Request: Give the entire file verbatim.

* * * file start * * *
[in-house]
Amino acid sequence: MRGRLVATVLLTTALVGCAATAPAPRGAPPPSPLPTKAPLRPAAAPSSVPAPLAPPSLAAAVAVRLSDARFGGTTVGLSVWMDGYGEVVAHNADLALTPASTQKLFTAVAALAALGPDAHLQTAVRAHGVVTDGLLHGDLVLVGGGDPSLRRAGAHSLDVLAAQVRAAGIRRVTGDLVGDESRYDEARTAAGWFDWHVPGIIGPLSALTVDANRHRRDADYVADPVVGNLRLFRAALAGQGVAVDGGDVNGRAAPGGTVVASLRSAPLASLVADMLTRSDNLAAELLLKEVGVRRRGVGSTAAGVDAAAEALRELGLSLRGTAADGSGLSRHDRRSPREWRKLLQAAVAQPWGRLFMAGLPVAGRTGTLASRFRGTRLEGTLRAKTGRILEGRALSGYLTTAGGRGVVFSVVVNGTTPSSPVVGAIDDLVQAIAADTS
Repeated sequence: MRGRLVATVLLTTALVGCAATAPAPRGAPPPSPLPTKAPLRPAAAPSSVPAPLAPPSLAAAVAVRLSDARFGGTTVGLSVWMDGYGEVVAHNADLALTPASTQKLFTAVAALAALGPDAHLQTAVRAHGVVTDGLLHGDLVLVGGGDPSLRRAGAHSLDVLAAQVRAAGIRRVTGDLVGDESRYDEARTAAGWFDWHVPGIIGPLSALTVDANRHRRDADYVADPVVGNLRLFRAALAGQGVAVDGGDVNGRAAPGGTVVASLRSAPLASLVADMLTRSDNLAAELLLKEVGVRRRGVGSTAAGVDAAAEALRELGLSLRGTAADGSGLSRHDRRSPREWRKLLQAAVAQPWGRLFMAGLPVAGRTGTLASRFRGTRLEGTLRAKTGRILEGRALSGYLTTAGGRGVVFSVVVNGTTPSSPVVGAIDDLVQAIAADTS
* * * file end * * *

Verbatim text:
[in-house]
Amino acid sequence: MRGRLVATVLLTTALVGCAATAPAPRGAPPPSPLPTKAPLRPAAAPSSVPAPLAPPSLAAAVAVRLSDARFGGTTVGLSVWMDGYGEVVAHNADLALTPASTQKLFTAVAALAALGPDAHLQTAVRAHGVVTDGLLHGDLVLVGGGDPSLRRAGAHSLDVLAAQVRAAGIRRVTGDLVGDESRYDEARTAAGWFDWHVPGIIGPLSALTVDANRHRRDADYVADPVVGNLRLFRAALAGQGVAVDGGDVNGRAAPGGTVVASLRSAPLASLVADMLTRSDNLAAELLLKEVGVRRRGVGSTAAGVDAAAEALRELGLSLRGTAADGSGLSRHDRRSPREWRKLLQAAVAQPWGRLFMAGLPVAGRTGTLASRFRGTRLEGTLRAKTGRILEGRALSGYLTTAGGRGVVFSVVVNGTTPSSPVVGAIDDLVQAIAADTS
Repeated sequence: MRGRLVATVLLTTALVGCAATAPAPRGAPPPSPLPTKAPLRPAAAPSSVPAPLAPPSLAAAVAVRLSDARFGGTTVGLSVWMDGYGEVVAHNADLALTPASTQKLFTAVAALAALGPDAHLQTAVRAHGVVTDGLLHGDLVLVGGGDPSLRRAGAHSLDVLAAQVRAAGIRRVTGDLVGDESRYDEARTAAGWFDWHVPGIIGPLSALTVDANRHRRDADYVADPVVGNLRLFRAALAGQGVAVDGGDVNGRAAPGGTVVASLRSAPLASLVADMLTRSDNLAAELLLKEVGVRRRGVGSTAAGVDAAAEALRELGLSLRGTAADGSGLSRHDRRSPREWRKLLQAAVAQPWGRLFMAGLPVAGRTGTLASRFRGTRLEGTLRAKTGRILEGRALSGYLTTAGGRGVVFSVVVNGTTPSSPVVGAIDDLVQAIAADTS